The song “Triple Rois” (Drei Koenige/Three Kings) contains the voices of three distinct cultures speaking from three distinct vantage points, yet all sharing the same message. This song speaks mainly to the disenfranchisement and alienation felt by those who do not feel that they fit into the dominant cultural paradigm of their country of residence. The lyrics are broken and disparate, full of non sequiturs which serves to illustrate the discord and irony of not belonging in one’s country of origin. The three languages sung by three nationalities create a universalist narrative highlighting that these issues exist throughout Western Europe, and are not simply particular to Germany. They speak of change, of revolution; a change that must come from within the system. The French, English, and German experience all speak to the same issues, and by combining forces in this song they create a stronger opponent, a stronger voice, to speak out against institutionalized racism. The use of slang and obscure reference, coupled with the different languages, serves to complicate the narrative, narrowing the ability of the audience to fully understand all that is said, perhaps encouraging one to look further into issues that may be unfamiliar. The style of the song (rap) also serves to strengthen the sentiment of revolution and change, as it is accessible and appealing to many and is indeed a style of the people, where change must be engendered before anything widely systemic can be initiated.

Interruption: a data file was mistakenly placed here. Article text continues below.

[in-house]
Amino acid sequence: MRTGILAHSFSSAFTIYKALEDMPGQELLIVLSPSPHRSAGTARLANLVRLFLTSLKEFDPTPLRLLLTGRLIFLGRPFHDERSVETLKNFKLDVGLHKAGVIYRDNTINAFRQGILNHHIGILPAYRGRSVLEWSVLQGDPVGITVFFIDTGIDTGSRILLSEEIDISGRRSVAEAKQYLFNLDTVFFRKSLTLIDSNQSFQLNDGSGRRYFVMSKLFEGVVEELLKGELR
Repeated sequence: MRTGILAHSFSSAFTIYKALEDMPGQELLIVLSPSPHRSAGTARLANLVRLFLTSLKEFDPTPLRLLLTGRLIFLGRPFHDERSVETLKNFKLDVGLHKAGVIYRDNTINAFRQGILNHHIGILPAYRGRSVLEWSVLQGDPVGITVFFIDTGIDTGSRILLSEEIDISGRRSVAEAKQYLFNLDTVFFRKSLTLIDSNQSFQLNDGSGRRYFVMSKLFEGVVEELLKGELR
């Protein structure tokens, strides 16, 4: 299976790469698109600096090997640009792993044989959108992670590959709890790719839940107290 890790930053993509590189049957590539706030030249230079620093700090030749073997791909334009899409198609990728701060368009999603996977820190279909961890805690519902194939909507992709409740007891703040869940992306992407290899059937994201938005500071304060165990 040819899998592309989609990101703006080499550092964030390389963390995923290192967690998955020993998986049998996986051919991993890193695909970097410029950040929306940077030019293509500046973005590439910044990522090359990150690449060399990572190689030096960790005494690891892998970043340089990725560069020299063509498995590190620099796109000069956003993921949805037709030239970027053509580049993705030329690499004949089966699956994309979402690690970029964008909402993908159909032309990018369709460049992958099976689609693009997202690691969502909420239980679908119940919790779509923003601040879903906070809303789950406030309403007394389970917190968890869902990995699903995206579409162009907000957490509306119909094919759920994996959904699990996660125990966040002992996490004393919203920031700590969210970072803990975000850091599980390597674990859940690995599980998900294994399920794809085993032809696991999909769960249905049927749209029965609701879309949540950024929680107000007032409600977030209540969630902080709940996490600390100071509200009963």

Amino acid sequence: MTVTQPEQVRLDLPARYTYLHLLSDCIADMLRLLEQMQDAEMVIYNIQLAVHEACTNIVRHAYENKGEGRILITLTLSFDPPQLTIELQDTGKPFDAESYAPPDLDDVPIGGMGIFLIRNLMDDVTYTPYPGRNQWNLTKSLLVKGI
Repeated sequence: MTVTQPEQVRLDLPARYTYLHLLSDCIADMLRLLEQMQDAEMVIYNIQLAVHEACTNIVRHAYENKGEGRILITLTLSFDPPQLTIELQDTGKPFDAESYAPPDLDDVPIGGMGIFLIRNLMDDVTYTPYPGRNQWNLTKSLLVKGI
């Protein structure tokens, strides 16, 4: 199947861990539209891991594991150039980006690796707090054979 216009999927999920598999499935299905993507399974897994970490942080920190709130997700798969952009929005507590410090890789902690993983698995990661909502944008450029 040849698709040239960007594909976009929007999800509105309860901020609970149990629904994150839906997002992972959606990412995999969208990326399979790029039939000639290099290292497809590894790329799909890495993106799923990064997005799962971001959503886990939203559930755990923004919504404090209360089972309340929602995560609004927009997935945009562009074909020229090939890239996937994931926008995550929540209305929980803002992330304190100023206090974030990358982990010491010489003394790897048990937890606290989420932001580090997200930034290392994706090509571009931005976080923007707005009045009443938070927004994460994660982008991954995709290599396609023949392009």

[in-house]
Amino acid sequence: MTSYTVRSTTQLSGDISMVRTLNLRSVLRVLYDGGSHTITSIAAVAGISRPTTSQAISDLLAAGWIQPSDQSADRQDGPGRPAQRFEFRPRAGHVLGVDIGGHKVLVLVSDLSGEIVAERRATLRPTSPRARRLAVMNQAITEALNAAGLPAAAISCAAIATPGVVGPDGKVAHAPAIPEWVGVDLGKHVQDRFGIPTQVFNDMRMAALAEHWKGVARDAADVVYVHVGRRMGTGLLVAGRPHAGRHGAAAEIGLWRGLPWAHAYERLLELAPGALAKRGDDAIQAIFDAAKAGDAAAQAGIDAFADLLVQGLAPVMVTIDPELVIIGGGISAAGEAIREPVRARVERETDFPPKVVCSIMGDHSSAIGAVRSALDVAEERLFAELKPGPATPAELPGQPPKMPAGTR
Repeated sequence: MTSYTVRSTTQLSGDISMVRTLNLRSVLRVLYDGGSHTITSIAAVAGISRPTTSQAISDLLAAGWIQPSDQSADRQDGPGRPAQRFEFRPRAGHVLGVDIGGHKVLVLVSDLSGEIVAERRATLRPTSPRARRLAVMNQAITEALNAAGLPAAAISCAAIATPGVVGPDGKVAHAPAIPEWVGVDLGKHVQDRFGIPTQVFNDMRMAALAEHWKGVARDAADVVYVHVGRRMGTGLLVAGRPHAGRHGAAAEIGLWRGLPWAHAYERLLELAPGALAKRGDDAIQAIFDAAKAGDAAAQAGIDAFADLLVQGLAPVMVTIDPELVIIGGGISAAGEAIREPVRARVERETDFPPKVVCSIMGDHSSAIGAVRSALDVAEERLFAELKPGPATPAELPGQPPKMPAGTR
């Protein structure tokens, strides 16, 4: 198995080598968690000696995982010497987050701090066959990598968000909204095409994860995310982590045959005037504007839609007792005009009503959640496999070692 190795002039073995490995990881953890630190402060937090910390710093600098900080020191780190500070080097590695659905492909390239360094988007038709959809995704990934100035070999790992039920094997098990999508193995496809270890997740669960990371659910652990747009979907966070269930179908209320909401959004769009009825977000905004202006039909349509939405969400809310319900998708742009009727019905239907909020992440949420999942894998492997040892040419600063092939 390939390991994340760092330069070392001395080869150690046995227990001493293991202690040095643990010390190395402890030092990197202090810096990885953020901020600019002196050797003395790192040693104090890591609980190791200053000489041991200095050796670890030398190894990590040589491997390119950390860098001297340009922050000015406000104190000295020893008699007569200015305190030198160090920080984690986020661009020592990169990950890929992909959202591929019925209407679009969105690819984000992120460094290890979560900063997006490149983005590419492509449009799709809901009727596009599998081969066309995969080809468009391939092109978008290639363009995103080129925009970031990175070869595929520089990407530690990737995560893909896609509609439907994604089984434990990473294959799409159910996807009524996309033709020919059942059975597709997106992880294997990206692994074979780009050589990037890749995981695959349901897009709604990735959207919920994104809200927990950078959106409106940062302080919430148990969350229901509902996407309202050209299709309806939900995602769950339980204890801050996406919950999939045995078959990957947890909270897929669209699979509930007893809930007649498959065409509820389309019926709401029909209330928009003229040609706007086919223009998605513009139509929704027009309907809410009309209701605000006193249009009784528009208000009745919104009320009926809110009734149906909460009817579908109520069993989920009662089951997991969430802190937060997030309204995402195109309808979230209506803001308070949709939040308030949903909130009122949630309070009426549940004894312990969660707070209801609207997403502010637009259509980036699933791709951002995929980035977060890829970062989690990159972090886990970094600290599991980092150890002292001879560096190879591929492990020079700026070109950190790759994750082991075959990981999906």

- “Nation of Assimilation”
- Behind the Apron: An Investigatory Dive into the Lives of Overlooked “Essential Workers”
- Work in Single Takes
- Polyphone Auseinandersetzungen mit kulturellen Bildern, Vorurteilen und Rassismus im Hörspiel “Bitmemiş – not finished yet” (2019) von Ralf Haarmann und Tuğsal Moğul
- Writing as an (Im)migrant: Calls to Action in Fatma Aydemir’s “Work”
Tagsannouncement anthology art article assimilation book review border citizenship comedy community culture discrimination education employment Europe event family fiction film film review food German Germany history identity immigration integration Jewish language literature migrants migration mobility Multicultural Germany multilingualism nonfiction novel pop culture racism religion Turkey Turkish violence xenophobia youth culture